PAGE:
6. Think “category” and “brand”:
7. Incorporate Retailer strategy and Shopper into your analysis:
Don't forget the Retailer's strategy and their unique Shopper when you are completing any type of analysis for them and making fact-based recommendations. Whether you're creating an assortment analysis, doing shelving work, creating a pricing analysis or setting up promotions for next year, remember to check back to their target Shopper and overarching strategies to make sure that the recommendations you're making match well with what they're trying to accompish.
ADVANCED CATEGORY ANALYTICS
8. Use thresholds in your analysis:
My example above includes some data measures related to product availability, or sku efficiency, for a specific Retailer. Any brands that have grown by less than 2 new items over the time period have their volume under the first two columns for this year and last year sales. Any brands that have grown by more than 1 item over the time period have their volume under the last two columns. Next, I sum the brand volume for each of the different thresholds and compare their growth.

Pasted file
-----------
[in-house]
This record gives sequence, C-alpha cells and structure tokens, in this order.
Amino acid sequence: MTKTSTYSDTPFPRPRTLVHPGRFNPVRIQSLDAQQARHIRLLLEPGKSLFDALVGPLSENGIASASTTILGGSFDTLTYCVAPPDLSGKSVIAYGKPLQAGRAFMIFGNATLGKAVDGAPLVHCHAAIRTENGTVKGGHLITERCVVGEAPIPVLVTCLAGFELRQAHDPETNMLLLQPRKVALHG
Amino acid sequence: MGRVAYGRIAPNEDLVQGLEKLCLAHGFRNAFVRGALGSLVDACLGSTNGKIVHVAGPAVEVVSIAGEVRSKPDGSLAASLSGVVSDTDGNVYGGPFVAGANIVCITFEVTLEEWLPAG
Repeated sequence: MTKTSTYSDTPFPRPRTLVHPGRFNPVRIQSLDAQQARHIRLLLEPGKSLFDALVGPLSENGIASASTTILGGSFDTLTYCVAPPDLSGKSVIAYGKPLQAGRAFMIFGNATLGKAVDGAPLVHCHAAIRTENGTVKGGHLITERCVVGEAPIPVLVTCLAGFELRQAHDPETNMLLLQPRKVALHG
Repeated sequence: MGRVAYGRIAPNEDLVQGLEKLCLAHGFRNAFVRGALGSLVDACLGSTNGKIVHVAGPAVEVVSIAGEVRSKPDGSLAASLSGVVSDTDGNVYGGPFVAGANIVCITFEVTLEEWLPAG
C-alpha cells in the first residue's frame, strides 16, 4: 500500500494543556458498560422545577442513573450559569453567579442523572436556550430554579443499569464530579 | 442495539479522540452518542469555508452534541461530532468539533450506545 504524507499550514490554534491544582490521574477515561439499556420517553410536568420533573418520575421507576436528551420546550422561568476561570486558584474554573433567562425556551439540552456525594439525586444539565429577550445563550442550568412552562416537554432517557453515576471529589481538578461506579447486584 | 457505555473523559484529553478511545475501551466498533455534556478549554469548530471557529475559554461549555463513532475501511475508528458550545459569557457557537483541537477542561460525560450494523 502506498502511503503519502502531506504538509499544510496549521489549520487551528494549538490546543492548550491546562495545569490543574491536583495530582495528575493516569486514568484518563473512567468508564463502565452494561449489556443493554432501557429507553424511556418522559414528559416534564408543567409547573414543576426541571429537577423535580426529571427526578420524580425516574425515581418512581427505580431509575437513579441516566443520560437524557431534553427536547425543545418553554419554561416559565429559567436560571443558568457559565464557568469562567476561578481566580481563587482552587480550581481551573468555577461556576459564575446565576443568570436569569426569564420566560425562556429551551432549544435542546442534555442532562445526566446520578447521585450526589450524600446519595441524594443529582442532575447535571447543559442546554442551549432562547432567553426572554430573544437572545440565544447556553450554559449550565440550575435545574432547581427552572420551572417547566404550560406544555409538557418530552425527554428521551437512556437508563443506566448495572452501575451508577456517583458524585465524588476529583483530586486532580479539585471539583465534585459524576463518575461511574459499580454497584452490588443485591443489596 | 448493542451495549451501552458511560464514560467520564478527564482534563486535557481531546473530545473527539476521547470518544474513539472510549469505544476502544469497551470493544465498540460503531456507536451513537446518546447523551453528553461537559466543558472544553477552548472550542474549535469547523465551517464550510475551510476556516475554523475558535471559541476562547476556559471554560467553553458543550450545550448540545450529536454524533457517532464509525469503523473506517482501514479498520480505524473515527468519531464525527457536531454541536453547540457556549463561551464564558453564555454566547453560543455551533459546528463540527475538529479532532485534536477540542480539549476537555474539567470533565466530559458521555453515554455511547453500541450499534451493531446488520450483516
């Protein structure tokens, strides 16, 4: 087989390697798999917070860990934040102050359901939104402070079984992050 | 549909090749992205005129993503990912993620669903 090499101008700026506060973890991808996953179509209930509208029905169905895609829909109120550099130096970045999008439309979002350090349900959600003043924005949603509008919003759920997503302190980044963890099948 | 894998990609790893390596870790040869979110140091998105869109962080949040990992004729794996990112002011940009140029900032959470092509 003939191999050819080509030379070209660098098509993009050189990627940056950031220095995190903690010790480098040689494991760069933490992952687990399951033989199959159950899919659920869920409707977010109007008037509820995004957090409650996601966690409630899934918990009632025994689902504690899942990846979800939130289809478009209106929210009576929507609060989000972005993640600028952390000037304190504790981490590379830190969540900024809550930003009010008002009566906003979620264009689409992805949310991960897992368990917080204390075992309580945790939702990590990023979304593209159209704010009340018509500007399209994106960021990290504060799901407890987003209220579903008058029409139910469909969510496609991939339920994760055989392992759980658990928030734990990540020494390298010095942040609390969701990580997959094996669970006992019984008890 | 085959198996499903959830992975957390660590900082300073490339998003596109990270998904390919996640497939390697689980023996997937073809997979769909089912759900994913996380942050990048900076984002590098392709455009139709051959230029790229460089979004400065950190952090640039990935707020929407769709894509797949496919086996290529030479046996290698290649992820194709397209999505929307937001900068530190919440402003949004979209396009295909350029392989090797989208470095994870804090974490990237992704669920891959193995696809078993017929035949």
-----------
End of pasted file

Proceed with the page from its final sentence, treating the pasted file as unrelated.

So in this example, brands who brought in less than 2 additional items into the category grew by 6%, and those who brought in 2 or more items grew by 2%. The thresholds that you assign are arbitrary – in this example, those sku’s with less than 2 or more than 1 items. You may need to play with these thresholds or use the category average as the threshold.
Also, different measures may be relevant for different categories. You should include at least one measure across each of product availability, pricing and promotion, also including baseline and incremental measures.
Looking to move to more advanced analytics? Category Management Knowledge Group can help you, your team or your organization learn more through a single course or a customized program. We have some great category management training options available to meet your needs.
Check out our accredited course on Advanced Analytics: Relativity or watch a video preview of the course by clicking the graphic below.